Rosemary Sutcliff disliked history at school, which she only started aged ten. And she missed much of the usual childhood activity and friends because of prolonged illness and hospital stays – she had Stills disease.
I was trained at art school, but then the desire to scribble came over me. I got my interest in history from my mother who had a sort of minstrel’s, rather than historian’s knowedge. Inaccurate, but full of colourful legend. I disliked history at school.
They do say that to be a successful children’s writer one has to have a large lump of unlived childhood in one. I certainly think I have that.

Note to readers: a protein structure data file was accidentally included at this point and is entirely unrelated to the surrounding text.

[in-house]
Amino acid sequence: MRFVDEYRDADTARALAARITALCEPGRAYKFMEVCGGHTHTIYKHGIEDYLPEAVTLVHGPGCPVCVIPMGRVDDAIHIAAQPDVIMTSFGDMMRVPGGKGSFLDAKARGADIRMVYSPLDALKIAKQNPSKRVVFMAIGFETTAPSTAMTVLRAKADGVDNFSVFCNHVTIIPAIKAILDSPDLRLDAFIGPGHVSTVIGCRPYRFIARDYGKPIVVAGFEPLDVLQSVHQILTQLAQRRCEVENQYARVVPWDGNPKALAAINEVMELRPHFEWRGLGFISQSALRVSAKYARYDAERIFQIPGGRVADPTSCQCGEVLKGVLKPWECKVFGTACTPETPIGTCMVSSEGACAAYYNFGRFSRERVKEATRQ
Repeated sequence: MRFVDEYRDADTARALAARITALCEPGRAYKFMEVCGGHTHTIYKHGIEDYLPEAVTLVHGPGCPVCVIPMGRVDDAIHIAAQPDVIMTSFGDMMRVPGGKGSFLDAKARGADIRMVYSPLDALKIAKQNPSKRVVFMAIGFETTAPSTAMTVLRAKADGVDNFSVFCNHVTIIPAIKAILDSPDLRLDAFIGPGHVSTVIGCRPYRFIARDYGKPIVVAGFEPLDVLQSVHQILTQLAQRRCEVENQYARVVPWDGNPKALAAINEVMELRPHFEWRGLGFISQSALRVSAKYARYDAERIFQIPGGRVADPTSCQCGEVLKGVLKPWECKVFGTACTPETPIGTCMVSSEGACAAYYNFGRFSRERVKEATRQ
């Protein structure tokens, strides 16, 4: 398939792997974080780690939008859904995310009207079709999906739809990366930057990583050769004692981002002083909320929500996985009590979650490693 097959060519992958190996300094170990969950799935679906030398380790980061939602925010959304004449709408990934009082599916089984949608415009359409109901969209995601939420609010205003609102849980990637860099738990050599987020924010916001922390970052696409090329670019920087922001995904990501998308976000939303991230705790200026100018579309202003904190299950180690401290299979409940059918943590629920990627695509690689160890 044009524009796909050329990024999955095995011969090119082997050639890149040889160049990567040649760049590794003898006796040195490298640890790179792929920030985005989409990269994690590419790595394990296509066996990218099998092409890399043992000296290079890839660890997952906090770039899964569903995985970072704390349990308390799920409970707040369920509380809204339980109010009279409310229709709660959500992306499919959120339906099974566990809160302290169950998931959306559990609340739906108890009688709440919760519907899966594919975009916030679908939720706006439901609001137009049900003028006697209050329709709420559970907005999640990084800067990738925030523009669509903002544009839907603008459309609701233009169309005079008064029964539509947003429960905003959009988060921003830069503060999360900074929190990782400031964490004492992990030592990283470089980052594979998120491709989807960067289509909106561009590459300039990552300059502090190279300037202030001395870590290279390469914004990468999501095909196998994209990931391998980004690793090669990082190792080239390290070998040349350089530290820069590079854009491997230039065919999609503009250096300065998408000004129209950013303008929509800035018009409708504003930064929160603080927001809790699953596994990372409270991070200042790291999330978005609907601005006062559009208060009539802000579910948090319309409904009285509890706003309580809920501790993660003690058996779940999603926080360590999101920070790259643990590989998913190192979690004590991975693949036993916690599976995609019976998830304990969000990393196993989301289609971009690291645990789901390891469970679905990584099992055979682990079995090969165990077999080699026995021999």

You have to show children that good does overcome evil, but that does not necessarily mean that the old lady you helped then paid for your ballet lessons. The satisfaction should just be coming from the fact that you have done right.
Source: The Times 29 October, 1969, p6